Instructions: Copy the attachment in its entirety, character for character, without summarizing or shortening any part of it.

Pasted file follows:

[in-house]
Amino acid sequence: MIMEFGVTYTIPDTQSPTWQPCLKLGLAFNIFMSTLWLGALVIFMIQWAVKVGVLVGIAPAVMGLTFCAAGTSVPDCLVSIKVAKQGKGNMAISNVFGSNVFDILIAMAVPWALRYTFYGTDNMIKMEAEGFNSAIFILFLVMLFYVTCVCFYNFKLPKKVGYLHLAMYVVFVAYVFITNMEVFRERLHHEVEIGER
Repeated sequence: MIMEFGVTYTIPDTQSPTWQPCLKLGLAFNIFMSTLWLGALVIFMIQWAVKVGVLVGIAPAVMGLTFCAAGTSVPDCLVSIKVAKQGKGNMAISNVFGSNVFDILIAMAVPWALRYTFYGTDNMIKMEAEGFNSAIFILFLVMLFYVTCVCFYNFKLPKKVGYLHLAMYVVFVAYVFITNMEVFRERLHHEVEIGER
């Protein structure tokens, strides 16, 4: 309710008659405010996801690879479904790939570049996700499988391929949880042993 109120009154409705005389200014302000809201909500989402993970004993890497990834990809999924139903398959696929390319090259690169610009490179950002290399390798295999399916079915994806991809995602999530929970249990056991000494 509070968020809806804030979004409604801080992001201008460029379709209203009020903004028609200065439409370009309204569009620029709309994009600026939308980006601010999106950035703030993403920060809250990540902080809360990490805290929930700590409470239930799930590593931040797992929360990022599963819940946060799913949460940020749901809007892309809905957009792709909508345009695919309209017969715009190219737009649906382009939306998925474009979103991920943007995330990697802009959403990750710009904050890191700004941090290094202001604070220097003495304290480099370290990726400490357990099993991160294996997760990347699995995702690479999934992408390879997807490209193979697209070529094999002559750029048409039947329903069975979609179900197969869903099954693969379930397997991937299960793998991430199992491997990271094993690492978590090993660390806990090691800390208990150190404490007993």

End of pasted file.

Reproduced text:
[in-house]
Amino acid sequence: MIMEFGVTYTIPDTQSPTWQPCLKLGLAFNIFMSTLWLGALVIFMIQWAVKVGVLVGIAPAVMGLTFCAAGTSVPDCLVSIKVAKQGKGNMAISNVFGSNVFDILIAMAVPWALRYTFYGTDNMIKMEAEGFNSAIFILFLVMLFYVTCVCFYNFKLPKKVGYLHLAMYVVFVAYVFITNMEVFRERLHHEVEIGER
Repeated sequence: MIMEFGVTYTIPDTQSPTWQPCLKLGLAFNIFMSTLWLGALVIFMIQWAVKVGVLVGIAPAVMGLTFCAAGTSVPDCLVSIKVAKQGKGNMAISNVFGSNVFDILIAMAVPWALRYTFYGTDNMIKMEAEGFNSAIFILFLVMLFYVTCVCFYNFKLPKKVGYLHLAMYVVFVAYVFITNMEVFRERLHHEVEIGER
């Protein structure tokens, strides 16, 4: 309710008659405010996801690879479904790939570049996700499988391929949880042993 109120009154409705005389200014302000809201909500989402993970004993890497990834990809999924139903398959696929390319090259690169610009490179950002290399390798295999399916079915994806991809995602999530929970249990056991000494 509070968020809806804030979004409604801080992001201008460029379709209203009020903004028609200065439409370009309204569009620029709309994009600026939308980006601010999106950035703030993403920060809250990540902080809360990490805290929930700590409470239930799930590593931040797992929360990022599963819940946060799913949460940020749901809007892309809905957009792709909508345009695919309209017969715009190219737009649906382009939306998925474009979103991920943007995330990697802009959403990750710009904050890191700004941090290094202001604070220097003495304290480099370290990726400490357990099993991160294996997760990347699995995702690479999934992408390879997807490209193979697209070529094999002559750029048409039947329903069975979609179900197969869903099954693969379930397997991937299960793998991430199992491997990271094993690492978590090993660390806990090691800390208990150190404490007993």